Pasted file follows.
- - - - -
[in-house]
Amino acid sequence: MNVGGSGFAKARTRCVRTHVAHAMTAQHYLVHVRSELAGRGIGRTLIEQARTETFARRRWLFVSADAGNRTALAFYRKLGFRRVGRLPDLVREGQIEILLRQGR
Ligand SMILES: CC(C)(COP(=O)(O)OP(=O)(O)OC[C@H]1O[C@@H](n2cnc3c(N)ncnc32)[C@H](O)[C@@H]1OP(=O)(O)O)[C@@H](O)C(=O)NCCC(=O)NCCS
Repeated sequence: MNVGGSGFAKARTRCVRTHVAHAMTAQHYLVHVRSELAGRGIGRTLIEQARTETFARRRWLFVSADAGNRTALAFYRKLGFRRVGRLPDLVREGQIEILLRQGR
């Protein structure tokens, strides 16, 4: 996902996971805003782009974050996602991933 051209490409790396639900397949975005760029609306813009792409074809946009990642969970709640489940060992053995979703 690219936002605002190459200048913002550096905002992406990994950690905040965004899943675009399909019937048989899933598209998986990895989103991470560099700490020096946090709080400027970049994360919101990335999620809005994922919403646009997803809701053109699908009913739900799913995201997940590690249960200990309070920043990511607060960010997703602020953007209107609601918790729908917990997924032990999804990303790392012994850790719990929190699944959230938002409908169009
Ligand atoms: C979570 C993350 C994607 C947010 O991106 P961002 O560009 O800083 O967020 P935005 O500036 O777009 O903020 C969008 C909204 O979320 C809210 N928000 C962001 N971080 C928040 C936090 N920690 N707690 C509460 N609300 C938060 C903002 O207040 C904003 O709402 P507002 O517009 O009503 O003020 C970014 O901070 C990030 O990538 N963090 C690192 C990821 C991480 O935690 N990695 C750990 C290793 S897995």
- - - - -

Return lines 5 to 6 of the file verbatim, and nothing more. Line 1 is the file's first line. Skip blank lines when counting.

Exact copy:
């Protein structure tokens, strides 16, 4: 996902996971805003782009974050996602991933 051209490409790396639900397949975005760029609306813009792409074809946009990642969970709640489940060992053995979703 690219936002605002190459200048913002550096905002992406990994950690905040965004899943675009399909019937048989899933598209998986990895989103991470560099700490020096946090709080400027970049994360919101990335999620809005994922919403646009997803809701053109699908009913739900799913995201997940590690249960200990309070920043990511607060960010997703602020953007209107609601918790729908917990997924032990999804990303790392012994850790719990929190699944959230938002409908169009
Ligand atoms: C979570 C993350 C994607 C947010 O991106 P961002 O560009 O800083 O967020 P935005 O500036 O777009 O903020 C969008 C909204 O979320 C809210 N928000 C962001 N971080 C928040 C936090 N920690 N707690 C509460 N609300 C938060 C903002 O207040 C904003 O709402 P507002 O517009 O009503 O003020 C970014 O901070 C990030 O990538 N963090 C690192 C990821 C991480 O935690 N990695 C750990 C290793 S897995």